Rhydian’s Quest is the first published book by author Vivienne S. Jones and hopefully not her last. Vivienne delayed expressing her literary talent until her two children grew to adulthood. But now that she has gained some freedom she has invested her time to delight us with Rhydian’s Quest.
Rhydian’s Quest is written in verse with rhyming couplets interspersed throughout, resulting in interesting reading and pure entertainment. Verb tense changes weave the past into the present and back again without the reader being consciously aware of the conceit. The verse format demands concise use of adjectives and adverbs for descriptive development of subject and action:. This application is expertly accomplished, always giving the reader a clear vision and understanding. In all, it is an expertly written book with subtle messages, deserving of a second reading.
Ms. Jones has chosen a topic lying deep in her Celtic soul for her first book; a myth which incorporates pieces and parts of traditional Welsh Myths. The Mabinogi, the tales of King Arthur, and the actual history of medieval Wales are all incorporated to weave this engrossing story. The use of shape shifting, magical underground or undersea places, and providential circumstances are all borrowed with skill and made believable for the engrossed reader.
The romantic myth is centered upon the quest of a newly knighted youth, Rhydian, and his search for the fabled Caledfwich. He is accompanied on his quest by his dog Cyfaill, and his steed Cadair. Starting his journey from his home at Castell Du, he proceeds to Castell y Bere via the high road as commanded by Llewellyn the Great.
During his journey he has several real adventures and several imaginary ones which provide him with experiences and challenges,all helping mold him into the Chivalrous Knight he becomes. Along the way he becomes infatuated by an oft appearing water spirit,Gwen. He also takes on a young lad, Alain,who becomes his squire and companion. Added into this mix are Cyfaill’s puppies sired by Cabal, the ferocious guard dog of Emlyn the wizard. Upon reaching Castell y Bere he is feted by Llewellyn, but soon tires of court life and requests permission to proceed with his quest.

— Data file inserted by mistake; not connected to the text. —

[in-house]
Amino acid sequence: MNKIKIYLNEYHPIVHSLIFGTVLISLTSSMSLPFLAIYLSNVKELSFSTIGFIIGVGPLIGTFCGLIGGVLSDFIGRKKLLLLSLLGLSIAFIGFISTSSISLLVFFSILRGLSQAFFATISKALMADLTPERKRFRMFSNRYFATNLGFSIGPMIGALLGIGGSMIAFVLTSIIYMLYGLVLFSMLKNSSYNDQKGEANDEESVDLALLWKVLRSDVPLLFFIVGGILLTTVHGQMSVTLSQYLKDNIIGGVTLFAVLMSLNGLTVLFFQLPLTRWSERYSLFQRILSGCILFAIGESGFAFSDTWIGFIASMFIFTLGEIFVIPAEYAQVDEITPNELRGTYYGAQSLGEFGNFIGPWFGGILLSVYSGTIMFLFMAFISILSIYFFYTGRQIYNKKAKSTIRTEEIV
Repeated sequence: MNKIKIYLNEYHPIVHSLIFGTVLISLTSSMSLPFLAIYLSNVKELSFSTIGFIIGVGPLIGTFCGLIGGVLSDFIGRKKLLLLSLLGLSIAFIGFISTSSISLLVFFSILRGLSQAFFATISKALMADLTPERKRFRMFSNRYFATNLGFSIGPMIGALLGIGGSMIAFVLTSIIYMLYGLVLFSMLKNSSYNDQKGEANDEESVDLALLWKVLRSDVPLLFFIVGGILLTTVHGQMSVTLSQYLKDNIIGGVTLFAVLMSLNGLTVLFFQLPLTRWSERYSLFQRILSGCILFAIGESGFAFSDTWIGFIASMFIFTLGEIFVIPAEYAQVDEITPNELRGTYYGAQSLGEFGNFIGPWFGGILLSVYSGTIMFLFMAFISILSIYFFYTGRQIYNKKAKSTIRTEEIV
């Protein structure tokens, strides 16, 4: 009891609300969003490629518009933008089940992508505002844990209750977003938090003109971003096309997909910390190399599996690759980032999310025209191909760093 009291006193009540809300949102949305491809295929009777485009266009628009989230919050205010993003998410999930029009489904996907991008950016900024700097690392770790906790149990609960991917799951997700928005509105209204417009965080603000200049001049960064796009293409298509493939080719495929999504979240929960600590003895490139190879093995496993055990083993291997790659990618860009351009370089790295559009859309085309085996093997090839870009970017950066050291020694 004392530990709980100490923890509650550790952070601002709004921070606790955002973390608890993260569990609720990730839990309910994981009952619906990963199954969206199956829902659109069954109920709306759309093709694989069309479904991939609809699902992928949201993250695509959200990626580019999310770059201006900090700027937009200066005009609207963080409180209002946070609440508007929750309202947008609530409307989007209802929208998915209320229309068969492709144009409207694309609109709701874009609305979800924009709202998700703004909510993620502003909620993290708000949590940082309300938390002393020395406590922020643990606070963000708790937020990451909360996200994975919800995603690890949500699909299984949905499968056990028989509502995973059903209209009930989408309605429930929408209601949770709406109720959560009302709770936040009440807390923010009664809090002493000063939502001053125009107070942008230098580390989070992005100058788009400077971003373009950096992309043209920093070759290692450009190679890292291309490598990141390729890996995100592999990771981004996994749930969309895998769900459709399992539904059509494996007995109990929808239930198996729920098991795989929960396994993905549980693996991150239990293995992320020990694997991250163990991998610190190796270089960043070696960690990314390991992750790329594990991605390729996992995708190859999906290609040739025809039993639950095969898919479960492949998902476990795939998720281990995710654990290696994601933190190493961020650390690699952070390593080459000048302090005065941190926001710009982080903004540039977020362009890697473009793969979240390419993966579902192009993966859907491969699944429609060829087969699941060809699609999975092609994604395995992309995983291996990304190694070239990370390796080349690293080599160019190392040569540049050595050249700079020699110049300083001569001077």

Rhydian’s quest to find the sword, Caledefwich, fabeled to have the power to make its holder the ruler of all men, takes the travelers to such magical places as Avalon, The Llyn, Isle of Ynis Enlli, and others where he meets each challenge with insight, fortitude and honesty, all knightly virtues. His quest achieved, his heart filled with love, and his feelings of self doubt assuaged, he heads home to marry the woman of his dreams.
A simple story? Not really. There are many threads running through the book which may not be obvious through the first reading. I would advise the reader to read the book through without regard to the exact meaning of unknown words as it takes away from the flow of the story and the mystical environment created by the prose. The second reading will provide insight into the construction of the story and the sublime threads within it including a sleeping Red Dragon. Take the time needed to investigate the meaning of unknown words, characters, and references. A reader so inclined, can trace the path of the adventurers as all places are, or were, of this world.
It has been refreshing to read a book so well written and researched as Rhydian’s Quest. I heartily recommend Rhydian’s Quest to all who want a good read and would like to be transported to a land of hope and beauty. As an aside, the clue to the book’s title lies in the hero’s home place.